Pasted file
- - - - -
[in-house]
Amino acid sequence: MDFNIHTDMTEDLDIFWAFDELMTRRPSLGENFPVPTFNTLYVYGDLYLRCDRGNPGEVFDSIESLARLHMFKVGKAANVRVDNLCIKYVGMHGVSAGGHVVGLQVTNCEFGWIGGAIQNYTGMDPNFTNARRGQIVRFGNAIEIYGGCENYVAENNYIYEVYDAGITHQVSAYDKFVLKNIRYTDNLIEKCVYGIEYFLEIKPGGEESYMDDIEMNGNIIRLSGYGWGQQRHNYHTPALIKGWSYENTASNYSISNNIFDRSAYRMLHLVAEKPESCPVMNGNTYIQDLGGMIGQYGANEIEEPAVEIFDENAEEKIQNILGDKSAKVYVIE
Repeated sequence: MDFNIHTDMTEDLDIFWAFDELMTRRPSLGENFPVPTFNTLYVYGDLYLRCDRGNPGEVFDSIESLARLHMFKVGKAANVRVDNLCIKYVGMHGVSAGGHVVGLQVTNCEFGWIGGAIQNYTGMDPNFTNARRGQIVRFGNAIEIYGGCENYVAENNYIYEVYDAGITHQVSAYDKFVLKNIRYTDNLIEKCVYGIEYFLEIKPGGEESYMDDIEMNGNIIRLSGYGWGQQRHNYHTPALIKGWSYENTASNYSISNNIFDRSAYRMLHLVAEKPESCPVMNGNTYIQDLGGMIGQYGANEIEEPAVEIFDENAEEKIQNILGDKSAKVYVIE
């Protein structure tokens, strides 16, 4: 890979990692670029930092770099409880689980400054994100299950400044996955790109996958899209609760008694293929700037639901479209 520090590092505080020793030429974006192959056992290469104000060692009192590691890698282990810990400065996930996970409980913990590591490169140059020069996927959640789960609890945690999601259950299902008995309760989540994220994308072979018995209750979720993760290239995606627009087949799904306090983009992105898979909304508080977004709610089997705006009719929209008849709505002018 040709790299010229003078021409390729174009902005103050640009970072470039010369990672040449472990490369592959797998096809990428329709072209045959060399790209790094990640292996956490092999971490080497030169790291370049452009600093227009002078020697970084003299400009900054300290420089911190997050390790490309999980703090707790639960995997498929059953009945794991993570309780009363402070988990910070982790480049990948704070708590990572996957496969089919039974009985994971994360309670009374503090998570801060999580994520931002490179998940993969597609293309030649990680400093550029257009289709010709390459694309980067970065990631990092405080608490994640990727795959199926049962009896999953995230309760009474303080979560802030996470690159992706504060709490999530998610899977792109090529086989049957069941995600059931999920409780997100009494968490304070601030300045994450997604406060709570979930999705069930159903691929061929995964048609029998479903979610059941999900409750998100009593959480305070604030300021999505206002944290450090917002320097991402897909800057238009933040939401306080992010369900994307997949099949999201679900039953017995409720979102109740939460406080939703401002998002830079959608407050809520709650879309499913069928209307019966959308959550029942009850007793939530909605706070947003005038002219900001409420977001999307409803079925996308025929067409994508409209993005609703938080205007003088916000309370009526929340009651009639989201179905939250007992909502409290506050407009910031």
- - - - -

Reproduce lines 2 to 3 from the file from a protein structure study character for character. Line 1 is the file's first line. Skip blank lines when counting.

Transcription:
Amino acid sequence: MDFNIHTDMTEDLDIFWAFDELMTRRPSLGENFPVPTFNTLYVYGDLYLRCDRGNPGEVFDSIESLARLHMFKVGKAANVRVDNLCIKYVGMHGVSAGGHVVGLQVTNCEFGWIGGAIQNYTGMDPNFTNARRGQIVRFGNAIEIYGGCENYVAENNYIYEVYDAGITHQVSAYDKFVLKNIRYTDNLIEKCVYGIEYFLEIKPGGEESYMDDIEMNGNIIRLSGYGWGQQRHNYHTPALIKGWSYENTASNYSISNNIFDRSAYRMLHLVAEKPESCPVMNGNTYIQDLGGMIGQYGANEIEEPAVEIFDENAEEKIQNILGDKSAKVYVIE
Repeated sequence: MDFNIHTDMTEDLDIFWAFDELMTRRPSLGENFPVPTFNTLYVYGDLYLRCDRGNPGEVFDSIESLARLHMFKVGKAANVRVDNLCIKYVGMHGVSAGGHVVGLQVTNCEFGWIGGAIQNYTGMDPNFTNARRGQIVRFGNAIEIYGGCENYVAENNYIYEVYDAGITHQVSAYDKFVLKNIRYTDNLIEKCVYGIEYFLEIKPGGEESYMDDIEMNGNIIRLSGYGWGQQRHNYHTPALIKGWSYENTASNYSISNNIFDRSAYRMLHLVAEKPESCPVMNGNTYIQDLGGMIGQYGANEIEEPAVEIFDENAEEKIQNILGDKSAKVYVIE